There's Lucy and Mina and Jonathan and Van Helsing and, again THREE WIVES, and a host of others to focus on, which all adds up to: just let Dracula be a part-time player, especially at the beginning when you're world-building.

DO: Play up Dracula's wives


So, generally speaking, Dracula often has three wives who he kind of treats badly while seeking out even more women to canoodle with. And I will say this: I think most adaptations do not give the wives their due, especially considering modern storytelling.

I talked about this back when I revisited Hugh Jackman's Van Helsing because those Dracula wives were pretty solid. Moffat, though, has a somewhat infamous tendency to make what's called "Moffat women" who are all sexy and snarky, and whose lives are totally tied up with the Doctor's.

It has occurred to me that at least the first two bullet points there are probably fine (and maybe even good) for a wife of Dracula. I mean... they are probably going to be at least a little sexy and almost certainly they will be manipulative and sly. Really, the only thing I'd hope Moffat and Gatiss would be mindful of is that the wives could very easily exist outside of Dracula's purview; they can be doing their own thing. More River Song from "Silence in the Library" and less River Song from "The Wedding of River Song," I guess is what I'm driving at here.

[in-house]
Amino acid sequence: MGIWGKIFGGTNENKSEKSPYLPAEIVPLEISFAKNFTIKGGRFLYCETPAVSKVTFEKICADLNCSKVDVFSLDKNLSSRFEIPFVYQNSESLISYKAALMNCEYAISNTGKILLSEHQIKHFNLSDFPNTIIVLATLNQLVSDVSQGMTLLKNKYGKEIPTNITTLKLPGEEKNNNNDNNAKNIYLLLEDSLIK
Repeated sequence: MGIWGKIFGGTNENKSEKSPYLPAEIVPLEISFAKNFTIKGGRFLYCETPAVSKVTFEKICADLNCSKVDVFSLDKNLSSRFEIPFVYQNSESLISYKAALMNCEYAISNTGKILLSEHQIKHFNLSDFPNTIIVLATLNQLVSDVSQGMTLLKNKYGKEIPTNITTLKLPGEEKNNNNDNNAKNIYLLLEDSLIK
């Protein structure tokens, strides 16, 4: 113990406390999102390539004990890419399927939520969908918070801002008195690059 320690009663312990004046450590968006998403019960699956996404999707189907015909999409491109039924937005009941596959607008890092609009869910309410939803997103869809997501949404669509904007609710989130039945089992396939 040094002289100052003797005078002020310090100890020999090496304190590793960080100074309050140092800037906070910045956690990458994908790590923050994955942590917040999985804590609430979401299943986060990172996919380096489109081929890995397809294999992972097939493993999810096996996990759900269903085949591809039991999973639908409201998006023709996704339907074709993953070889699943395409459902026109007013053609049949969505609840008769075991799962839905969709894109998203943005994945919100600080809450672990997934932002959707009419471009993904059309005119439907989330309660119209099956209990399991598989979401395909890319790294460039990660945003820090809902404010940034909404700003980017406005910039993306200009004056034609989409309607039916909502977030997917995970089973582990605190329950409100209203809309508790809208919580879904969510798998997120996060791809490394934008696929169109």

DON'T: Fixate on long-form narrative


I feel like I should be addressing this statement to most showrunners these days, but most certainly both Moffat and Gatiss have really flung themselves overboard with the desire to have every single thing connect with every single other thing. Moriarty doesn't need to secretly be directly responsible for every crime Sherlock looks into, and Dracula shouldn't be the only vampire in town, either.

Much like Sherlock Holmes, I think a Dracula series would be better served by being more procedural and episodic rather than being overwhelmingly serialized. Rather than a soap opera, the story could be about Lucky, Mina, Jonathan, and Van Helsing looking into strange cases and otherwise living their lives. This links up with the "Don't make it all about Dracula" bullet point, in that the more the show is about just Dracula, the more everything weird happening in his world will be primarily tied to him.